The Irish physician Sir Dominic John Corrigan, famous for his early observations in heart disease, once said: “The trouble with many doctors is not that they do not know enough, but that they do not see enough.”
That was 1853, about a century or so before TV, computers, the Internet, email, digital media and the eight-minute patient visit.
What would Corrigan say today?
As the Wall Street Journal noted in an article last week, we live in “the age of inattention.” We text as we walk, email as we sit in meetings, tweet during dinner conversations. In the process, we miss nearly everything. According to a four-year-old study commissioned by Lloyds Insurance, our average attention span dropped 50% over a decade, from 12 minutes to just five.
We’re overwhelmed by information, surrounded by noise and pressed for time – and this applies both to physicians and patients. One result of all the digital distraction is a severe decline in our powers of observation. It seems the more we view, the less we actually see.
To address the problem, Yale University’s medical school and about 20 other medical schools across the country have adopted mandatory training to teach first-year medical students better observational skills. (A number of medical societies also offer such training.) The course uses art – in the case of Yale, British paintings – to teach analytical observational skills rather than just the rote memorization and pattern recognition that are the central feature of medical school education. The observational skills taught through viewing art can be transferred to observing patients in the examining room.
Such observation, visual and aural, is a pillar of diagnostics. The medical axiom goes, “If you listen, the patient will tell you the diagnosis.” So programs that teach doctors – both students and practicing — better observational skills and techniques for listening are of paramount importance in quality care. But there is an equally important role for patients.
As healthcare communications professionals, what can we do to help patients improve their own observational skills in an age of inattention? What can we do to help patients organize these observations and communicate them specifically and effectively?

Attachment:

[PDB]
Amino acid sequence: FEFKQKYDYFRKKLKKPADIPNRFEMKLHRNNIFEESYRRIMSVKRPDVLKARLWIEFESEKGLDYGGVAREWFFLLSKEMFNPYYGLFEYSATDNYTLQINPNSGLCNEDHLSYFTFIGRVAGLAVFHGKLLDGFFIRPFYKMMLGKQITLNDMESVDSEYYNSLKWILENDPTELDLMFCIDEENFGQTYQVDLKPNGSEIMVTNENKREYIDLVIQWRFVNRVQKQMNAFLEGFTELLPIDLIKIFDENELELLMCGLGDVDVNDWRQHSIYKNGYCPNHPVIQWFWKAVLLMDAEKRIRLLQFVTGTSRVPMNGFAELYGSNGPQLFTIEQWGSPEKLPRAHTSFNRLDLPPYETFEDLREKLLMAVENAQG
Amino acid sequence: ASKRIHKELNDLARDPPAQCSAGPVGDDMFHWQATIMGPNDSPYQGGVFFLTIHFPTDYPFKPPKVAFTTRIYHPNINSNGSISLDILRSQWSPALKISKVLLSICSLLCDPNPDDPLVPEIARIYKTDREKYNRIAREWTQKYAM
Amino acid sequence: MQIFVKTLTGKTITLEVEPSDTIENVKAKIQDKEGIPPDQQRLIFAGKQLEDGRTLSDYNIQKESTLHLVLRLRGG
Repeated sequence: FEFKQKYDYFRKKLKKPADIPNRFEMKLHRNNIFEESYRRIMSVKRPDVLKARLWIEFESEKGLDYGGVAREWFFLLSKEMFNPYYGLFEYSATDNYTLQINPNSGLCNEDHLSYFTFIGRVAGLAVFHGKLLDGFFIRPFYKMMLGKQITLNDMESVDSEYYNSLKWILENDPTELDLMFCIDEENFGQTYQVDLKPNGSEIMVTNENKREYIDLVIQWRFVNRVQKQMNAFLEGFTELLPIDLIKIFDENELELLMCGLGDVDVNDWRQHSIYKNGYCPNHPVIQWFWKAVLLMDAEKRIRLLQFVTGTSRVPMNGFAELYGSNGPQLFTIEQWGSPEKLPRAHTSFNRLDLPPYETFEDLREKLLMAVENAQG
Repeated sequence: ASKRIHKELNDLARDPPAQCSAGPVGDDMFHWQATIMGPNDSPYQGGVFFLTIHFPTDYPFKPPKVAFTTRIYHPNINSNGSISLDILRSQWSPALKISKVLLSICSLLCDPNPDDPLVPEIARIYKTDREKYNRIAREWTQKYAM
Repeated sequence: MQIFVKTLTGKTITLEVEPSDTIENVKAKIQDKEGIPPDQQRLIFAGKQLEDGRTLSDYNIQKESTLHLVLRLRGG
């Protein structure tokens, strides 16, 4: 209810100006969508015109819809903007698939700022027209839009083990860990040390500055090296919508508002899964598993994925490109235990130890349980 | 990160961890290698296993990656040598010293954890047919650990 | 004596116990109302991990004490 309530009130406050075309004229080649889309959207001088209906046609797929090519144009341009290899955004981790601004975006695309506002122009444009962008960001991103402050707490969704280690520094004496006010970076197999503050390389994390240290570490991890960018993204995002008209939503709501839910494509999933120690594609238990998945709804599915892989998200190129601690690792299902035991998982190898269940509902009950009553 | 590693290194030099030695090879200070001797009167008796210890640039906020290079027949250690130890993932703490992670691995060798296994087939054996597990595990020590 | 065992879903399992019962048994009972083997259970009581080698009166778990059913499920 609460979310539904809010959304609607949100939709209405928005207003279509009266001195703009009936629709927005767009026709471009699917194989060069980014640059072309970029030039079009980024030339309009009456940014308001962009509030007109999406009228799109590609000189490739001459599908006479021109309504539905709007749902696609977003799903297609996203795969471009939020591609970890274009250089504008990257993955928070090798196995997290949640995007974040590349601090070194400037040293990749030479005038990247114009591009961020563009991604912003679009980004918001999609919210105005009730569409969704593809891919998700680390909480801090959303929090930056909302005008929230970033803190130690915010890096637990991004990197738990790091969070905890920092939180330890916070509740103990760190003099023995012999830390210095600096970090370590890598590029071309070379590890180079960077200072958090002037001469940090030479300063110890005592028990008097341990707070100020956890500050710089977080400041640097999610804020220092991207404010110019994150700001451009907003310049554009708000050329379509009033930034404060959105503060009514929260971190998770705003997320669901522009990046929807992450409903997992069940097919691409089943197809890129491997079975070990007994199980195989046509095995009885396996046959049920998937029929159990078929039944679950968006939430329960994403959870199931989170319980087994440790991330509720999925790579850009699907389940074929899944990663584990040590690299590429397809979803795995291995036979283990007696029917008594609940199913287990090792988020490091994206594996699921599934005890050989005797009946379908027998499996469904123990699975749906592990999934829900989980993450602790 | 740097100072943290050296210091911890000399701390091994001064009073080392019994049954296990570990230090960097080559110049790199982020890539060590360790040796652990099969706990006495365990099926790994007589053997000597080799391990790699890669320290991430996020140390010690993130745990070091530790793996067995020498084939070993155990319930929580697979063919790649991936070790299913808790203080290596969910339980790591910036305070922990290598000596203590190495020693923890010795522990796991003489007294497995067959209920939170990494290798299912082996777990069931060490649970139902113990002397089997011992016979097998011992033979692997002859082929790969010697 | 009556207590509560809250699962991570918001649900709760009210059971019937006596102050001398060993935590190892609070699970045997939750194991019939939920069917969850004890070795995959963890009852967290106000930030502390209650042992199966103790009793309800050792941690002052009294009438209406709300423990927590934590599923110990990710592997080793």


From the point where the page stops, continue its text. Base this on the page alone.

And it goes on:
One thing we can do is give them the language they need to describe what they feel and tools for enhancing the physician-patient conversation. We can provide a preliminary list of questions to ask that they can build upon and teach health literacy in a wide variety of ways. For example, an upcoming issue of a magazine we help create for the Crohn’s disease community is dedicated to helping Crohn’s patients better communicate their symptoms. Like many with chronic diseases, Crohn’s patients sometimes wait to be asked about changes in their health. The magazine provides guidance in how to volunteer information before the doctor inquires and how to think through questions they want to ask once the visit begins.
Since the time of Hippocrates, physicians have been told to listen, because in sharing their symptoms and histories, patients are the best source of information for making an accurate diagnosis. Although physicians have come to rely more and more on diagnostic testing and technology, communications between physician and patient remain at the core of diagnosis and treatment.
As our attention spans dwindle and the time physicians spend with patients declines, our role as healthcare communicators has never been more important.
How do you think healthcare communicators can bridge the gap in this age of inattention?